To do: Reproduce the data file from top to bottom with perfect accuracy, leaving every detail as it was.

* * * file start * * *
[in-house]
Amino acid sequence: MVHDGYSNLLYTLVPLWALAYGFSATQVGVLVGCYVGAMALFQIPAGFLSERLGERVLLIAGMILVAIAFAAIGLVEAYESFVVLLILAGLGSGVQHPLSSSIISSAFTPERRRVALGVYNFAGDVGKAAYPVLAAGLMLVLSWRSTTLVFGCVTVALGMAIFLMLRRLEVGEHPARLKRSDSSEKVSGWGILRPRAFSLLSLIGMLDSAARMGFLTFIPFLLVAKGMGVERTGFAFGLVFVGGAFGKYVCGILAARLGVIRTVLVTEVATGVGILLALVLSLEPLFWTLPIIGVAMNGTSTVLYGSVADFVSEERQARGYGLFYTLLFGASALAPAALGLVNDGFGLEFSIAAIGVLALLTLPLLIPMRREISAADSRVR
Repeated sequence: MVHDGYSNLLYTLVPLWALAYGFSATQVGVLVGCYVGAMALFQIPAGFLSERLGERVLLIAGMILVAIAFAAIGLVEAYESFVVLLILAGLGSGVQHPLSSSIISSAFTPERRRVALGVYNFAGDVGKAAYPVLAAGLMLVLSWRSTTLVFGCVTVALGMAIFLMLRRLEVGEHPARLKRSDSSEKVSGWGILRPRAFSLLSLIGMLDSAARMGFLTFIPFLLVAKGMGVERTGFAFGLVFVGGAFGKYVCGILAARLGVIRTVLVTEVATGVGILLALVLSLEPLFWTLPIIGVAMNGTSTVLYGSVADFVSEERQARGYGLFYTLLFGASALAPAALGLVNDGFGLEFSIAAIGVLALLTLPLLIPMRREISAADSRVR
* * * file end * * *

[in-house]
Amino acid sequence: MVHDGYSNLLYTLVPLWALAYGFSATQVGVLVGCYVGAMALFQIPAGFLSERLGERVLLIAGMILVAIAFAAIGLVEAYESFVVLLILAGLGSGVQHPLSSSIISSAFTPERRRVALGVYNFAGDVGKAAYPVLAAGLMLVLSWRSTTLVFGCVTVALGMAIFLMLRRLEVGEHPARLKRSDSSEKVSGWGILRPRAFSLLSLIGMLDSAARMGFLTFIPFLLVAKGMGVERTGFAFGLVFVGGAFGKYVCGILAARLGVIRTVLVTEVATGVGILLALVLSLEPLFWTLPIIGVAMNGTSTVLYGSVADFVSEERQARGYGLFYTLLFGASALAPAALGLVNDGFGLEFSIAAIGVLALLTLPLLIPMRREISAADSRVR
Repeated sequence: MVHDGYSNLLYTLVPLWALAYGFSATQVGVLVGCYVGAMALFQIPAGFLSERLGERVLLIAGMILVAIAFAAIGLVEAYESFVVLLILAGLGSGVQHPLSSSIISSAFTPERRRVALGVYNFAGDVGKAAYPVLAAGLMLVLSWRSTTLVFGCVTVALGMAIFLMLRRLEVGEHPARLKRSDSSEKVSGWGILRPRAFSLLSLIGMLDSAARMGFLTFIPFLLVAKGMGVERTGFAFGLVFVGGAFGKYVCGILAARLGVIRTVLVTEVATGVGILLALVLSLEPLFWTLPIIGVAMNGTSTVLYGSVADFVSEERQARGYGLFYTLLFGASALAPAALGLVNDGFGLEFSIAAIGVLALLTLPLLIPMRREISAADSRVR